Cries from the Chair Menders of 1700-1800s

Chair caning man from the 1800s The following nursery rhyme reflects the cries of chair bottomers and chair menders (chair caners and rush weavers), of the 1700-1800s.

These bottomers would carry all the materials needed such as chair cane, bulrush, and splints to repair the bottoms (seats) and backs of damaged chairs.

They advertised their chair caning repair services while walking up and down the streets crying out, “old chairs to mend, old chairs to mend…”

Chairs to Mend

Old chairs to mend, old chairs to mend;
If I’d as much money as I could spend,
I never would cry “old chairs to mend:”
Old chairs to mend, old chairs to mend;
I never would cry “old chairs to mend.”


By Alexander Wainwright
[Article from St. Nicholas Magazine for Boys and Girls, Vol. 5, October 1878, No. 12 Editor: Mary Mapes Dodge]

The art of doing small things well has a good illustration in the humble chair-mender of the London streets, who is also one of the most interesting of outdoor tradesmen.

He carries all his implements and materials with him. A very much worn chair is thrown over one arm as an advertisement of his occupation, and it is needed, for his cry, “Cha–ir–s to men–n–nd,” is uttered in a melancholy and indistinct, though penetrating, tone. Under the other arm he usually has a bundle of cane, split into narrow ribbons.

His look is that of forlorn respectability; his hat is greasy, and mapped with so many veins, caused by crushings, that it might have been used as a chair or, at least, a foot-stool; around his neck he wears a heavy cloth kerchief, and his long coat of by-gone fashion reaches nearly to the ankles, which are covered by shabby gaiters. He walks along at a very gentle pace and scans the windows of the houses for some sign that his services are wanted.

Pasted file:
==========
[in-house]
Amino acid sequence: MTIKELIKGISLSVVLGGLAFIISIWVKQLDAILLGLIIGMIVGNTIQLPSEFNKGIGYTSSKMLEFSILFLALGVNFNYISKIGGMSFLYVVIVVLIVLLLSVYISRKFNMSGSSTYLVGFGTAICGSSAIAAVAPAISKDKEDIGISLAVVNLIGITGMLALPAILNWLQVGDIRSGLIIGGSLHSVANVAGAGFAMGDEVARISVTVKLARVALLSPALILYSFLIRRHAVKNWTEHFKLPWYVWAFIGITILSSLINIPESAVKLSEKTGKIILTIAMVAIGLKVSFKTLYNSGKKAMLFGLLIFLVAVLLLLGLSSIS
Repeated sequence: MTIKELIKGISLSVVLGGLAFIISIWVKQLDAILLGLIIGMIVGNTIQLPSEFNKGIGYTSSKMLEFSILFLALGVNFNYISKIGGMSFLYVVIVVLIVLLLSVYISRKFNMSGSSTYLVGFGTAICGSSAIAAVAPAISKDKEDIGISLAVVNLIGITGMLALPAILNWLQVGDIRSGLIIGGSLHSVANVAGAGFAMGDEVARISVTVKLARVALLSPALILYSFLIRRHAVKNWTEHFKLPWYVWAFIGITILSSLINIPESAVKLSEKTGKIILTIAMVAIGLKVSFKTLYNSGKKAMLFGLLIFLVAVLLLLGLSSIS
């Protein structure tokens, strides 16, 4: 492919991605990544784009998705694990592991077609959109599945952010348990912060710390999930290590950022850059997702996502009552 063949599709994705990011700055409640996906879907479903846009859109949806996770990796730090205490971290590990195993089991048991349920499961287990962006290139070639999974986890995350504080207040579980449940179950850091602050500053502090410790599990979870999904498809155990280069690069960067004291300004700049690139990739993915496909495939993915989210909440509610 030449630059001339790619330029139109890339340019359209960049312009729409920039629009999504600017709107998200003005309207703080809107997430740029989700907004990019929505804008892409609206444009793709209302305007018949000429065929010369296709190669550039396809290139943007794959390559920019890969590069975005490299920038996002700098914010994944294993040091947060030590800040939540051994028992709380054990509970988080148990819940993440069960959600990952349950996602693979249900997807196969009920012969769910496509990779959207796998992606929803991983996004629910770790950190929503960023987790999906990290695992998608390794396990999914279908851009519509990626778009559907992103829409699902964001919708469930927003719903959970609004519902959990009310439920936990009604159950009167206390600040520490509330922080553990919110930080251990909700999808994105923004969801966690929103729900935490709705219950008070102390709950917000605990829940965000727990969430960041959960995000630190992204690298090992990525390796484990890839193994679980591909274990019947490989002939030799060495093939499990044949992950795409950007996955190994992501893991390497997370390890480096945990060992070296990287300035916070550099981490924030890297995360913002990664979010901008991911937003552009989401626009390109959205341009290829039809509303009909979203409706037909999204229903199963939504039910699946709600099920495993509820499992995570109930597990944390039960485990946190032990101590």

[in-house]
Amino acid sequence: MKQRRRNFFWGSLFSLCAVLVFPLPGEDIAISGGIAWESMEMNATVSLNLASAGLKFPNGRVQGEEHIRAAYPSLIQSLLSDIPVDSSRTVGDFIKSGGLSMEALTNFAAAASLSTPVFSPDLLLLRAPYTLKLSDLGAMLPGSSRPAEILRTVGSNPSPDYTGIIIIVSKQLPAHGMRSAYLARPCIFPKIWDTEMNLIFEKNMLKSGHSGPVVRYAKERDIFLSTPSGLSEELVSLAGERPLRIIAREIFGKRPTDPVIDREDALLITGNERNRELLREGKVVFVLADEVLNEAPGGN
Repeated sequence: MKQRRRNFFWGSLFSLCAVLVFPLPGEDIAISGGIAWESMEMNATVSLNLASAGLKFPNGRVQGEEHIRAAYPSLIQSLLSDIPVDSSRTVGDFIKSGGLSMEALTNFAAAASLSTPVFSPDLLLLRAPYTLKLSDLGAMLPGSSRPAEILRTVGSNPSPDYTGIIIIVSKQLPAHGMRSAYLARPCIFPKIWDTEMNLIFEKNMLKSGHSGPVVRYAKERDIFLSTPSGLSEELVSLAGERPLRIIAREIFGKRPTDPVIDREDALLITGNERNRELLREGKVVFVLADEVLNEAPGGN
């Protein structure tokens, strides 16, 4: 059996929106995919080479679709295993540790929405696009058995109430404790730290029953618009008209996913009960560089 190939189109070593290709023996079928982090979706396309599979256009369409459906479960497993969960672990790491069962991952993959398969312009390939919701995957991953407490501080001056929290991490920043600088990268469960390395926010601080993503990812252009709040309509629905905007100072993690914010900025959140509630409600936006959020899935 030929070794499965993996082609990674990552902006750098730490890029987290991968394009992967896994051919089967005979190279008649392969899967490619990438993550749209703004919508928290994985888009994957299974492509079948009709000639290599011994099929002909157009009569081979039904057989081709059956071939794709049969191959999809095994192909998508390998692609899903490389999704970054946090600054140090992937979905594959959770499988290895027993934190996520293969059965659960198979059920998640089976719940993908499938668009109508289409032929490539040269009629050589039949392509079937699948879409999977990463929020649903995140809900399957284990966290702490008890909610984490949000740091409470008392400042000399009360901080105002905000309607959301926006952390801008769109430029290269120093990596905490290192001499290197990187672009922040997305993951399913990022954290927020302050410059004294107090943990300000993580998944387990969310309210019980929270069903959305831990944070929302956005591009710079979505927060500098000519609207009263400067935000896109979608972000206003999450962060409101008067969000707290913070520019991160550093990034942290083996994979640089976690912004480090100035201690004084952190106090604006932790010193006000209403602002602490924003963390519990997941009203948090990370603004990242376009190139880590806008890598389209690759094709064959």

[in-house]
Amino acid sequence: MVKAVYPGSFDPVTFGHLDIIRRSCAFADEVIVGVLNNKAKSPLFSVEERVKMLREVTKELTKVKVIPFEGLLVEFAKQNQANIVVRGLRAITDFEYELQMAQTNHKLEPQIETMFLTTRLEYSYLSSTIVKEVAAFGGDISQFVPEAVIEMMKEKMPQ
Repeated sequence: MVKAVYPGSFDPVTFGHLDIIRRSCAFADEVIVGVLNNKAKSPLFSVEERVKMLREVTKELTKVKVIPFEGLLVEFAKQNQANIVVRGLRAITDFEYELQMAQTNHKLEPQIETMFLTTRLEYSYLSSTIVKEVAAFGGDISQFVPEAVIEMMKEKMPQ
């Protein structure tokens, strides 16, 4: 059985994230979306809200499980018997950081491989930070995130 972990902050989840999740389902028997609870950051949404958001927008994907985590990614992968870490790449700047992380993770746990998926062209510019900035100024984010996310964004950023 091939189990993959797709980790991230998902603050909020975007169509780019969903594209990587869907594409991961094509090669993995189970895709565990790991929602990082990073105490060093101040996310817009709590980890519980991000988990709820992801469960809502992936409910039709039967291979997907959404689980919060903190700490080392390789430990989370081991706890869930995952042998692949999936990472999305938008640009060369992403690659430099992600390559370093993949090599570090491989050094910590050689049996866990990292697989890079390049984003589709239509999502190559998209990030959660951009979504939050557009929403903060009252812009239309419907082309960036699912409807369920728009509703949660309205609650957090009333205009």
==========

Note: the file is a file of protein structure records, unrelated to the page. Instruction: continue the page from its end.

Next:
Perhaps business is dull, but in the neighborhoods where there are plenty of children he is pretty sure to find some work. Cane-seated chairs are durable, but they will not stand the rough usage of those little boys and girls who treat them as step-ladders and stamp upon them.

It often happens that a neat English house-maid appears at the area railings with a chair that has a big, ragged hole in the seat, through which Master Tommy has fallen, with his boots on, in an effort to reach the gooseberry jam on the pantry shelf.

Master Tommy probably looks on while the repairs are being made, and is much interested by the dexterity with which the mender does his work. The old and broken canes are cut away, and the new strips are woven into a firm fabric, with little eight-sided openings left in it. The overlapping ends of the ribbons are trimmed with a sharp knife, and the chair-seat is as good as new.

It seems so easy that Tommy thinks he could have done it himself; but when he experiments with a slip of cane that the mender gives him, he finds that chair-mending is really a trade that must be learned.

Some chair-menders are blind men, and it is still more interesting to watch them at their work. The plaiting of the canes is done as unerringly by their unseeing fingers as by the men who can see, and with wonderful quickness.

Occasionally the business is combined with that of basket-making, and should we follow poor old “Chairs-to-Mend” home, we might discover his family busy weaving reeds and willowy branches with the same cleverness the father shows in handling the canes.


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